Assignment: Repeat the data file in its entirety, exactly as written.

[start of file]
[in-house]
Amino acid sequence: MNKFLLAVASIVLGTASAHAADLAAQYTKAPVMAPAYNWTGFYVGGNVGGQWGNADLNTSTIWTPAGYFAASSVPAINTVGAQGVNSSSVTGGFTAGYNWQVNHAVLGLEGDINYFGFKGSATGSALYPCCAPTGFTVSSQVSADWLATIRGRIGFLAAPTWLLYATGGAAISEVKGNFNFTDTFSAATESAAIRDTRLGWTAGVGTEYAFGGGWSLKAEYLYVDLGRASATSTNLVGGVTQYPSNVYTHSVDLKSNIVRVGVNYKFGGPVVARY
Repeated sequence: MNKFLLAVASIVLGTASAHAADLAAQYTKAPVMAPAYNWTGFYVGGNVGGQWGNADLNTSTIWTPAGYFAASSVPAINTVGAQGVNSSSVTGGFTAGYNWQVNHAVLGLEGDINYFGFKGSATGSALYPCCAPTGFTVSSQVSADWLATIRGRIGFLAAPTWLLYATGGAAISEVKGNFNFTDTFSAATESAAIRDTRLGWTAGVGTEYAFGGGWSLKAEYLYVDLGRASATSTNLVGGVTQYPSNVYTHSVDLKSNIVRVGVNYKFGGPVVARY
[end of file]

[in-house]
Amino acid sequence: MNKFLLAVASIVLGTASAHAADLAAQYTKAPVMAPAYNWTGFYVGGNVGGQWGNADLNTSTIWTPAGYFAASSVPAINTVGAQGVNSSSVTGGFTAGYNWQVNHAVLGLEGDINYFGFKGSATGSALYPCCAPTGFTVSSQVSADWLATIRGRIGFLAAPTWLLYATGGAAISEVKGNFNFTDTFSAATESAAIRDTRLGWTAGVGTEYAFGGGWSLKAEYLYVDLGRASATSTNLVGGVTQYPSNVYTHSVDLKSNIVRVGVNYKFGGPVVARY
Repeated sequence: MNKFLLAVASIVLGTASAHAADLAAQYTKAPVMAPAYNWTGFYVGGNVGGQWGNADLNTSTIWTPAGYFAASSVPAINTVGAQGVNSSSVTGGFTAGYNWQVNHAVLGLEGDINYFGFKGSATGSALYPCCAPTGFTVSSQVSADWLATIRGRIGFLAAPTWLLYATGGAAISEVKGNFNFTDTFSAATESAAIRDTRLGWTAGVGTEYAFGGGWSLKAEYLYVDLGRASATSTNLVGGVTQYPSNVYTHSVDLKSNIVRVGVNYKFGGPVVARY